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Hersh: Israel pressed me to agree Syrian site was nuclear
Muriel Kane
Published: Friday February 8, 2008

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A new article by veteran investigative journalist Seymour Hersh offers a detailed examination of the claims that Israel bombed a nuclear facility under construction in Syria last September and finds that none of the evidence stands up to scrutiny.

According to Hersh, "A former senior U.S. intelligence official, who has access to current intelligence, said, 'We don't have any proof of a reactor ó no signals intelligence, no human intelligence, no satellite intelligence.'" However, Hersh found that the Israelis were continuing to stand adamantly by their claims:

"When I went to Israel in late December, the government was still maintaining secrecy about the raid, but some current and former officials and military officers were willing to speak without attribution. Most were adamant that Israelís intelligence had been accurate. 'Donít you write that there was nothing there!' a senior Israeli official, who is in a position to know the details of the raid on Syria, said, shaking a finger at me. 'The thing in Syria was real.'"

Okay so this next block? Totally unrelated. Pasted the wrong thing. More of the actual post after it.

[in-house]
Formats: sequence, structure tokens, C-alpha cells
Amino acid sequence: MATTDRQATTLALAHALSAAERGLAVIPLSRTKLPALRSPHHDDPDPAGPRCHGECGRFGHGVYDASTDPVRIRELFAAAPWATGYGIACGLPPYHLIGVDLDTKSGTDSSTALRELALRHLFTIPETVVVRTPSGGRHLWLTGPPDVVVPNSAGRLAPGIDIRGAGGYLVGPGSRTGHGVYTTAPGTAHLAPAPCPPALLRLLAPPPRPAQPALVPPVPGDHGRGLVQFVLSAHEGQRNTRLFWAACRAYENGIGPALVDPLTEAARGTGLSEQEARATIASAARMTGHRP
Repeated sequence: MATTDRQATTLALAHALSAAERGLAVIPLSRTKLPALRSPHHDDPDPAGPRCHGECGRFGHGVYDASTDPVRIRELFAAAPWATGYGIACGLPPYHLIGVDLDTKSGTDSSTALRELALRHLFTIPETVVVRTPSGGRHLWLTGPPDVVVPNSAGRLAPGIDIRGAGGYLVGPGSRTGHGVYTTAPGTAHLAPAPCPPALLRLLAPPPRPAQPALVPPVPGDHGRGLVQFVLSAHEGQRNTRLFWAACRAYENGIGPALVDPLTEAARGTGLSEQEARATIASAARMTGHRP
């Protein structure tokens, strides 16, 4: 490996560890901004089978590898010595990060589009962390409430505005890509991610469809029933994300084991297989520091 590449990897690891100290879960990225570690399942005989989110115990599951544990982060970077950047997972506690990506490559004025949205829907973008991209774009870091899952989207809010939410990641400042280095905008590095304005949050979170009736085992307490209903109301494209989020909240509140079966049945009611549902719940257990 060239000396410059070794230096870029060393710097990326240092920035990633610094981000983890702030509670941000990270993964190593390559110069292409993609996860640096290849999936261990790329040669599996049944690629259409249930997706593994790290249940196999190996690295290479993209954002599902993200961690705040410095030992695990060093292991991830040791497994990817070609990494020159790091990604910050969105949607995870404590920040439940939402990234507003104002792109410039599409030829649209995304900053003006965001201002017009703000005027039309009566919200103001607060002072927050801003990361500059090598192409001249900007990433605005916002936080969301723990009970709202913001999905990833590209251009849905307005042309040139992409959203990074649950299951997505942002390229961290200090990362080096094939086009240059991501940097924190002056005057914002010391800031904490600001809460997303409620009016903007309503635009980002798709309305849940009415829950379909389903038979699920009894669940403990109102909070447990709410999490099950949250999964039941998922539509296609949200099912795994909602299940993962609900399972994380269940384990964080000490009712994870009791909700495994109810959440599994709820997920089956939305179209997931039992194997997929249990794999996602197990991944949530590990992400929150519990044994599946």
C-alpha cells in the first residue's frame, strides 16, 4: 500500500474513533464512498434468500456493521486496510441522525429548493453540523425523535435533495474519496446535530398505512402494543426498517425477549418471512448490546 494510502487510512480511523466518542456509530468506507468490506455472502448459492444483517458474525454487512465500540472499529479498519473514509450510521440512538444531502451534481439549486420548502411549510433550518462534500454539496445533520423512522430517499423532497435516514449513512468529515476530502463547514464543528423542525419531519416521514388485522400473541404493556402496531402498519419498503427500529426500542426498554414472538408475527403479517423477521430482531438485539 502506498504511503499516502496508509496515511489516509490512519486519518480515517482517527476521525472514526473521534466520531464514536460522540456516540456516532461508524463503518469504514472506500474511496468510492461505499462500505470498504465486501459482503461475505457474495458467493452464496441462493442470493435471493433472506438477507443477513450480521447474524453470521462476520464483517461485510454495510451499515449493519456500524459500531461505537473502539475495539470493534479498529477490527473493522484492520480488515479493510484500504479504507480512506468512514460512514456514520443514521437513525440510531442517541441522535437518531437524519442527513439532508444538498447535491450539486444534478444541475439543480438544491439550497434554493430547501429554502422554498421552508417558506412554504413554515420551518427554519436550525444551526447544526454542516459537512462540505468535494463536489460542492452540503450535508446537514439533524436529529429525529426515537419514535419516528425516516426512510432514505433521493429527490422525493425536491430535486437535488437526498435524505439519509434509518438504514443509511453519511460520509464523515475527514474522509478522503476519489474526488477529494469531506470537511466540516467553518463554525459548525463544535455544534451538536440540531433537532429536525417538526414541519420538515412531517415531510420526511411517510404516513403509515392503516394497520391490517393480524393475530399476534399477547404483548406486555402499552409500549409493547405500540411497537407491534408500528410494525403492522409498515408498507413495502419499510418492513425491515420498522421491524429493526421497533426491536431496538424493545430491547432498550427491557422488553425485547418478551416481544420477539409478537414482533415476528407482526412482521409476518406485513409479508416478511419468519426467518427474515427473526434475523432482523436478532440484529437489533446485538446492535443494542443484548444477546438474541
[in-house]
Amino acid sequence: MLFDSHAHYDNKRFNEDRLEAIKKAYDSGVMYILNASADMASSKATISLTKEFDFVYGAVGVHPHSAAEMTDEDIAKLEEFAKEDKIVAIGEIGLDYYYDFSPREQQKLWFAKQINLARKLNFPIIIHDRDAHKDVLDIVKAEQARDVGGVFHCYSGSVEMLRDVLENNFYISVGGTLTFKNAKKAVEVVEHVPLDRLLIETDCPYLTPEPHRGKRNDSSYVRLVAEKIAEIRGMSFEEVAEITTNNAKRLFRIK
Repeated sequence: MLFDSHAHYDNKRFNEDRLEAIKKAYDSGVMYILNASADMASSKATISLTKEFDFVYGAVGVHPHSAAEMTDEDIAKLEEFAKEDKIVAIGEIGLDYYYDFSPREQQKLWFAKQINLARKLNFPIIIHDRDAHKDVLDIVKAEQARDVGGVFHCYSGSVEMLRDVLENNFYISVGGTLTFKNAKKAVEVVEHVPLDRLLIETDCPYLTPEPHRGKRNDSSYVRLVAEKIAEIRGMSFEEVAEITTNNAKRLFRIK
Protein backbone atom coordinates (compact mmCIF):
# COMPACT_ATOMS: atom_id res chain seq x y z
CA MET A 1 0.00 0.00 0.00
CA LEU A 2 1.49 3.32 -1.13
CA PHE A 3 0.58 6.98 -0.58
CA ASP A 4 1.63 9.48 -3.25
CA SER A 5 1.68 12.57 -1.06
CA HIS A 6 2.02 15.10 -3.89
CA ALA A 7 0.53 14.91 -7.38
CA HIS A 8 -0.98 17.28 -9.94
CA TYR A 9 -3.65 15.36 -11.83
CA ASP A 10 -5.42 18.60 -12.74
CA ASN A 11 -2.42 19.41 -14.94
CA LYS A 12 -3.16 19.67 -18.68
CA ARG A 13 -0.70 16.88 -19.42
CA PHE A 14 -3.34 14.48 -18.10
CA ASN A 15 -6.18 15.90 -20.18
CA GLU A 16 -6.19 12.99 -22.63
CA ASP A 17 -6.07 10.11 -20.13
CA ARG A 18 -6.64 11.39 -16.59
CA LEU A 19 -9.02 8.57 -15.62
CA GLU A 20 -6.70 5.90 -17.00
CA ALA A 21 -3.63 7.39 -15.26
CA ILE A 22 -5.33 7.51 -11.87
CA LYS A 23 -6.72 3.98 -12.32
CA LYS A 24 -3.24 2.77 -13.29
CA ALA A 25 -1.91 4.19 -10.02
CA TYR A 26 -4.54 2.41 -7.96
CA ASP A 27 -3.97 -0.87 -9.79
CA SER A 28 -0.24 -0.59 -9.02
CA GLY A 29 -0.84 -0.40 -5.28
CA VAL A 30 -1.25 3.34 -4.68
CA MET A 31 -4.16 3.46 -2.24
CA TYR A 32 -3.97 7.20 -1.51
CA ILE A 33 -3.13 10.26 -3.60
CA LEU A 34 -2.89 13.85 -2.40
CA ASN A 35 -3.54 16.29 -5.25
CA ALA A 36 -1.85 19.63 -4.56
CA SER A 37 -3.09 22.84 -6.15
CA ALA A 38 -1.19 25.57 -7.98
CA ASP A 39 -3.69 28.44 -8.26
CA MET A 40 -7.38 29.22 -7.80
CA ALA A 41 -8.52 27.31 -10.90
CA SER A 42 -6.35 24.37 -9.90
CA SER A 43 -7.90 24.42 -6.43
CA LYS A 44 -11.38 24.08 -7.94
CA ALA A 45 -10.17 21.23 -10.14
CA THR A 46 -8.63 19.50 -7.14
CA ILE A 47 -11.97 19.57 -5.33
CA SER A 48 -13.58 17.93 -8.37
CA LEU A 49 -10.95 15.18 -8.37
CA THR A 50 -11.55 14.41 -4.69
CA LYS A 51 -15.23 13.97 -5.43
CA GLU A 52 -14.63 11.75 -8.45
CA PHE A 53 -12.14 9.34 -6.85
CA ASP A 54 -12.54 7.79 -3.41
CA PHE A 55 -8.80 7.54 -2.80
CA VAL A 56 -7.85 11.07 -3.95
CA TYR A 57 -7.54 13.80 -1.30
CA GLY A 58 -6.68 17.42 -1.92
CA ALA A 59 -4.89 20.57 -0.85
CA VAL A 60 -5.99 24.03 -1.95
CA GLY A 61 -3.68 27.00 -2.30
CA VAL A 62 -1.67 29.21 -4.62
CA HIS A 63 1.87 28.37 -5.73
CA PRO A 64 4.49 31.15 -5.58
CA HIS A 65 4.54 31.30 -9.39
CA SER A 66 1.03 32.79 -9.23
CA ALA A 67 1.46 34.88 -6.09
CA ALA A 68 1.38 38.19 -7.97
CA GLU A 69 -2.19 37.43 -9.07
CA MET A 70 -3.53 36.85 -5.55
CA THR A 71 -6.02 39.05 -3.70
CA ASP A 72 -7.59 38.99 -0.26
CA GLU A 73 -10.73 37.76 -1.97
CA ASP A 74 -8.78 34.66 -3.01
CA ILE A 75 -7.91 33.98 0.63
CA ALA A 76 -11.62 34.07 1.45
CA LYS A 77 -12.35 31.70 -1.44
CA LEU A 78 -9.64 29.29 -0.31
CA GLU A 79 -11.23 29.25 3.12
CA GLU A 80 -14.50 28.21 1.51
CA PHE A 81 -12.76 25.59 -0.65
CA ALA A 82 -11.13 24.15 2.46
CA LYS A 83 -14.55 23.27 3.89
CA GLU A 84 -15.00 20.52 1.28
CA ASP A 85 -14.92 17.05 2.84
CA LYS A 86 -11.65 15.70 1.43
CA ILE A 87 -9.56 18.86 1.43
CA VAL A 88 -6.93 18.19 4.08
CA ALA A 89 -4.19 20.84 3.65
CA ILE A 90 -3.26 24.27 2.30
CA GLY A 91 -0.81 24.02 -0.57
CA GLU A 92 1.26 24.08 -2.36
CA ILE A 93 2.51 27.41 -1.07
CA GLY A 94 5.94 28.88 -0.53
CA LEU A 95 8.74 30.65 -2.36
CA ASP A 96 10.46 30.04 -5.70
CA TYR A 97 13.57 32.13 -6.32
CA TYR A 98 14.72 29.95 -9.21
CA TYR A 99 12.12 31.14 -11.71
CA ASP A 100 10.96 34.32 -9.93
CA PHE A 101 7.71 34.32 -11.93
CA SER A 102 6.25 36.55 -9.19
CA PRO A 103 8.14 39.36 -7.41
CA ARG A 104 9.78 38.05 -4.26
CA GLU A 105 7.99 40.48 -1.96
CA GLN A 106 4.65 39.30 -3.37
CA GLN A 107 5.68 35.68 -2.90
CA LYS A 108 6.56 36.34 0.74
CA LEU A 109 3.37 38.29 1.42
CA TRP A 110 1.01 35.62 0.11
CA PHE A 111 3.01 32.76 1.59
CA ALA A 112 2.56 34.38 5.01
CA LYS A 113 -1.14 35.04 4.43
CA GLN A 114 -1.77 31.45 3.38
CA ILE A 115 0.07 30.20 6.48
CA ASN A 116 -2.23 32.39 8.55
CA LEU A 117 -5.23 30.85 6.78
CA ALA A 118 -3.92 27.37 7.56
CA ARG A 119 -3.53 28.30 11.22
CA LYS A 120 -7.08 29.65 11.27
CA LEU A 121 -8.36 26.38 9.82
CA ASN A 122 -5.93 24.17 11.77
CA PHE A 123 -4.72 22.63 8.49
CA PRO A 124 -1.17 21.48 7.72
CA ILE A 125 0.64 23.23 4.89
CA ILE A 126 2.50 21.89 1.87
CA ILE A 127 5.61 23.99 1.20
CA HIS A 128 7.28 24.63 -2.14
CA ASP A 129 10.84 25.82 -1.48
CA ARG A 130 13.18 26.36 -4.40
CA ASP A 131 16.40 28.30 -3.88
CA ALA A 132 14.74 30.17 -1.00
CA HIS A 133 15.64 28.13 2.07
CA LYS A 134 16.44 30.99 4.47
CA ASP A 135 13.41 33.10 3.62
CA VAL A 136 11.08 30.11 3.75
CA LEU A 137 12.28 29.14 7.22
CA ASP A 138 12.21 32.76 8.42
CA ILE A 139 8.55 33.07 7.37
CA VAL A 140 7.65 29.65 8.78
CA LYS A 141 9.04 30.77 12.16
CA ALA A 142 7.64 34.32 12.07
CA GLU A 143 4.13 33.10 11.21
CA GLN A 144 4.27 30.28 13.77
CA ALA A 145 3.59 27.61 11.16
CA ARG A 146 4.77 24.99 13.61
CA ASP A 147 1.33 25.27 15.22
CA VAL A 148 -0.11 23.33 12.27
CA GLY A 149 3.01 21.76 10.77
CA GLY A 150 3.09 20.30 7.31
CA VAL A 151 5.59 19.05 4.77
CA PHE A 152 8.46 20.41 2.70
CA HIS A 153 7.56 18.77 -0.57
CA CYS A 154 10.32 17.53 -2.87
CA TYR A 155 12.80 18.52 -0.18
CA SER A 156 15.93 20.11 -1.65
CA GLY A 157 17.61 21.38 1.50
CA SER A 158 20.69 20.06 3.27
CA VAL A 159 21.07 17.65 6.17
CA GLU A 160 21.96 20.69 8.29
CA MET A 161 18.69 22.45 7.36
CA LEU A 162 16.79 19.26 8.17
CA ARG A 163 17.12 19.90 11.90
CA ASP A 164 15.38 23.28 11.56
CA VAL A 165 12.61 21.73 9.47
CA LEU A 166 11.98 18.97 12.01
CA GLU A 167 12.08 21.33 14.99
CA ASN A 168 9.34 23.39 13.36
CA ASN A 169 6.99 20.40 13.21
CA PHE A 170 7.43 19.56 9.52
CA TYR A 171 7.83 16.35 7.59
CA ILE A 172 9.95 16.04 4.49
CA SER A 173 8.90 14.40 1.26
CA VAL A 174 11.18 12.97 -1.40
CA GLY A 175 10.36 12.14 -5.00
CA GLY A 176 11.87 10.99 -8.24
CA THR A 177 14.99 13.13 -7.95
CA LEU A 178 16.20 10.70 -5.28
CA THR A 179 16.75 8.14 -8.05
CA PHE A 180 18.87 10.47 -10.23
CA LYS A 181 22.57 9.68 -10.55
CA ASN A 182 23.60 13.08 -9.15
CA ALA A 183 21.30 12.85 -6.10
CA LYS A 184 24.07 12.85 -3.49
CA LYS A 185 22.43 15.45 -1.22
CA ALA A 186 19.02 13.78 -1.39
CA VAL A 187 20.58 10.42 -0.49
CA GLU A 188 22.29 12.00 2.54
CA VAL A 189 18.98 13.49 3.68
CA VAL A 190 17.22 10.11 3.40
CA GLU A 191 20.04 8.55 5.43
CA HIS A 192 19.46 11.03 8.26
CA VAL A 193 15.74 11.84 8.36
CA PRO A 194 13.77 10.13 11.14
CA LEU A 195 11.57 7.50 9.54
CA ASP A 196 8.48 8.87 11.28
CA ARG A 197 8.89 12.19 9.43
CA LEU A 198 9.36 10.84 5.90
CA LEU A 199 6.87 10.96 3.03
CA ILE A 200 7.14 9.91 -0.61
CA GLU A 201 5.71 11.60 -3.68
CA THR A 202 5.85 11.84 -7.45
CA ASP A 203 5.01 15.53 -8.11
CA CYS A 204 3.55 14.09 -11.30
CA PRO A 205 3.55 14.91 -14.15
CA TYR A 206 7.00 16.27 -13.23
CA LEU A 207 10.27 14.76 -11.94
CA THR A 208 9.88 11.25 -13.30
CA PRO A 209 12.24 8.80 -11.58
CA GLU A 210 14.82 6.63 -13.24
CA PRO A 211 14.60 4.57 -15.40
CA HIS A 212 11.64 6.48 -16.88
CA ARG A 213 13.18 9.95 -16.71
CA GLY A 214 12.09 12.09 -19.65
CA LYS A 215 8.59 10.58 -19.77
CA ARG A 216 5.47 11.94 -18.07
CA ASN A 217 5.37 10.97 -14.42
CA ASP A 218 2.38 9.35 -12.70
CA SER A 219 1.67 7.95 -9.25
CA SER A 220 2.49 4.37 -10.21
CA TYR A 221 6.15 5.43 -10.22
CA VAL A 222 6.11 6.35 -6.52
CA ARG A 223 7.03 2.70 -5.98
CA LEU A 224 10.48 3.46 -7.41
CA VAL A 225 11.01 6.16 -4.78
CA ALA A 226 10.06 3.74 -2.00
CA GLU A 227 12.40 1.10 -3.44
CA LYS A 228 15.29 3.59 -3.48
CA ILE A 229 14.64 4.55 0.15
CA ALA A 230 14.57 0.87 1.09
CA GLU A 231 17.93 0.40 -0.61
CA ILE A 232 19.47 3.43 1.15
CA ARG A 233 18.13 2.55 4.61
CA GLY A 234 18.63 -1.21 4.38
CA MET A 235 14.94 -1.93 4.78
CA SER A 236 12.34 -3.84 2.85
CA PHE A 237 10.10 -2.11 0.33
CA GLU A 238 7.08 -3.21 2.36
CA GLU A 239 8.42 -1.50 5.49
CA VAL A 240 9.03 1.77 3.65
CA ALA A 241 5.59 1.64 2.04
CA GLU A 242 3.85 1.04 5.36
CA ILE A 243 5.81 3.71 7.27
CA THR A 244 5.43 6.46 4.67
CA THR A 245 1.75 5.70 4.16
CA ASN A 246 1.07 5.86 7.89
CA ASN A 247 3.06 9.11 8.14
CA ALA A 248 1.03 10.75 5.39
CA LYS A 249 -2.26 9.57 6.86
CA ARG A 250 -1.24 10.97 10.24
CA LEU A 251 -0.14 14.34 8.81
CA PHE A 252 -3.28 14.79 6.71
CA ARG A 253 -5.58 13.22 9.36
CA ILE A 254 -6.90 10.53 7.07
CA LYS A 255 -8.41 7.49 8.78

Just one Israeli official expressed doubts, but also brushed them away:

"Retired Brigadier General Shlomo Brom, who served as deputy national-security adviser under Prime Minister Ehud Barak, told me that Israel wouldnít have acted if it hadnít been convinced that there was a threat. 'It may have been a perception of a conviction, but there was something there,' Brom said. 'It was the beginning of a nuclear project.' However, by the date of our talk, Brom told me, 'The question of whether it was there or not is not that relevant anymore.'"

One Syrian official suggested to Hersh that the Israelis may have picked up the presence of North Korean laborers at the site and drawn their own conclusions. "'The Israelis may have their own spies and watched the laborers being driven to the area,' the senior officer said. 'The Koreans were not there at night, but slept in their quarters and were driven to the site in the morning. The building was in an isolated area, and the Israelis may have concluded that even if there was a slight chance' ó of it being a nuclear facility ó 'we'll take that risk.'"

RAW STORY's Larisa Alexandrovna reported last fall that current and former intelligence privately agreed the Syrian facility was not nuclear in nature. Hersh's article is the first major mainstream confirmation of that reporting.



 
 


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